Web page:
Central Australia Renal Study - Executive Summary

iv.ii Overarching Considerations: Pre-requisites of Implementation

Page last updated: 23 June 2011

The primary recommendation of the Study focused on the preferred service model for the CA region. However, the implementation of the service model will occur against the background of a several key overarching factors. Accordingly, a supplementary recommendation of the Study is the need to take into account seven overarching considerations that are central to enabling the primary recommendation, and must underpin the implementation plan.

  1. Prevention effort must be part of the suite of activities - Noting the identification, by primary care and renal services, of almost 600 people with CKD Stages 3 to 5, and evidence suggesting these cases represent a fraction of the actual number with CKD in the cross-border region, an integrated approach to CKD prevention should be implemented. The approach to preventions should include interventions across the life course, including primary prevention, early intervention and evidence based management of risk factors for CKD and progression of disease.

  2. Services need to be shaped in ways which recognise social and cultural determinants of treatment uptake, adherence and outcome - Practical approaches to developing appropriate health service structures and modes of delivery are crucial for implementation. Considerable evidence attests to the significance of proximity to care, availability of transport, welcoming physical spaces and meaningful roles for Aboriginal and Torres Strait Islander people.

    Given that treatment close to home will not always be possible in the CA region, respite dialysis services and return to country programs should be provided as part of an integrated, coordinated regional renal service and priority should be given to addressing accommodation and social support issues for patients and their families.

  3. Jurisdictional drivers must be accommodated within a Tri-State service model - The CA region is a multi-jurisdictional region, which presents governance challenges. Any recommendations and/or implementation plans will hinge on a united response from all jurisdictional governments. This clearly implies the need for accommodation of the separate needs of the jurisdictions, and agreement of an appropriate mechanism for governance and coordination across the region. As a minimum, a Tri State Agreement and process addressing:
        • Coordinated regional planning in harmony with jurisdictional service planning.

        • Development of the funding model as a basis for resource allocation.

        • Agreed status of renal services on the lands/communities.

  4. Protocols for dialysis treatment closer to home in the particular circumstances of the CA region must be agreed and formalised – Safe and sustainable renal service provision in remote communities requires specification of a broad range of well-documented environmental factors, including location, services, design, construction, water, electricity, drainage and management of bio-hazardous waste. Access to safe and secure housing for patients returning to remote communities for ongoing dialysis were also articulated. It is not possible to supply a checklist of community characteristics required to sustain the provision of dialysis services, and decisions regarding sites for services will require consideration of locally-specific detail about community. However, as part of coordinated regional implementation, the criteria will need to be formalised and agreed, in order to ratify them as protocols.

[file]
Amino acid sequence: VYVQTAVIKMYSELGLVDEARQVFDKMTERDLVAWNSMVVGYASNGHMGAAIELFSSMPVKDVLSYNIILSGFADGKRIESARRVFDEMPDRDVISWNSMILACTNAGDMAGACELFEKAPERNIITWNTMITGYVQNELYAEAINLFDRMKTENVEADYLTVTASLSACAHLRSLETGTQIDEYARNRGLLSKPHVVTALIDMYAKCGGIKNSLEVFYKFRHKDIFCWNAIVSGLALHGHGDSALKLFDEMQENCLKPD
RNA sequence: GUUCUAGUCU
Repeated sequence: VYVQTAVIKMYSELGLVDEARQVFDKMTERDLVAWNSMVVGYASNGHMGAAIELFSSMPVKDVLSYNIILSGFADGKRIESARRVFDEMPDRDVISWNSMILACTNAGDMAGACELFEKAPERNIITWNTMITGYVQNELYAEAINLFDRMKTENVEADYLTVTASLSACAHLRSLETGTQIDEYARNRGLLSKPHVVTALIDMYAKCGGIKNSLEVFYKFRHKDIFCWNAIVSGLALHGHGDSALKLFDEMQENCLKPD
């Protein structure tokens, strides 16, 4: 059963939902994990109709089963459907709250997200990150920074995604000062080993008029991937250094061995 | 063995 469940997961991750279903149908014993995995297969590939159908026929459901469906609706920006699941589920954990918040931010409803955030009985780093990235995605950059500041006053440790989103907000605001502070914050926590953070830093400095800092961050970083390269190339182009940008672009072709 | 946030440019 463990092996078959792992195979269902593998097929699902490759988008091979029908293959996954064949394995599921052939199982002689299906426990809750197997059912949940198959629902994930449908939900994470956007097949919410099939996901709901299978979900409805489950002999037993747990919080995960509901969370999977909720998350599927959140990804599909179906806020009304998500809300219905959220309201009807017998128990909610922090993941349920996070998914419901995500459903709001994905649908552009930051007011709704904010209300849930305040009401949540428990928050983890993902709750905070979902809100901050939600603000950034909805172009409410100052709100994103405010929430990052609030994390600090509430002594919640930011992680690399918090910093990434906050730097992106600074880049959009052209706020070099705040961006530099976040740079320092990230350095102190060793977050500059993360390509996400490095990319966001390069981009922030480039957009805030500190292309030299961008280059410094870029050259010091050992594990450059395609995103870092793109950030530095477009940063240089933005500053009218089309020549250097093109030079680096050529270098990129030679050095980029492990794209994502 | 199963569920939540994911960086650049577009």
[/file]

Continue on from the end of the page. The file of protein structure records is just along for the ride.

5. The full suite of safety and quality requirements must be built in, although they will require customisation – The National Service Guidelines for the Management of Dialysis and Kidney Transplantation in Remote Australia can be utilised to develop an agreed, evidence-based set of standards to measure the performance of renal services. As a threshold issue, harmonised treatment protocols should be developed and agreed across jurisdictions. The process will be challenging, given that it will require the engagement of clinicians, governments and communities. Implementation of a workable cross-jurisdictional service model requires consistency in assessment and treatment.

  6. Addressing workforce requirements of the service delivery model must be a priority - Renal services require multidisciplinary teams with highly skilled staff. Quite apart from clinical and specialist skills, English is not the first language for many renal patients in the CA region. Recruitment, retention and high turnover for the remote area health workforce is well documented. These problems are not specific to renal services. Renal service delivery in remote communities across the CA region shares common challenges with other rural and remote health services in building and maintaining an appropriately skilled multidisciplinary workforce. A combination of recruitment/retention, up-skilling and alternative workforce strategies will need to be pursued. In addition, the provision of renal services in the CA region will be best served by a collaborative and inclusive approach across public, private and non-government sectors.

  7. Strategic monitoring and evaluation should be a core component of implementation - With the expansion of service delivery and the establishment of new models of care, ongoing monitoring and evaluation are essential to ensure that implementation is sustainable, and that transitions in service options are appropriate.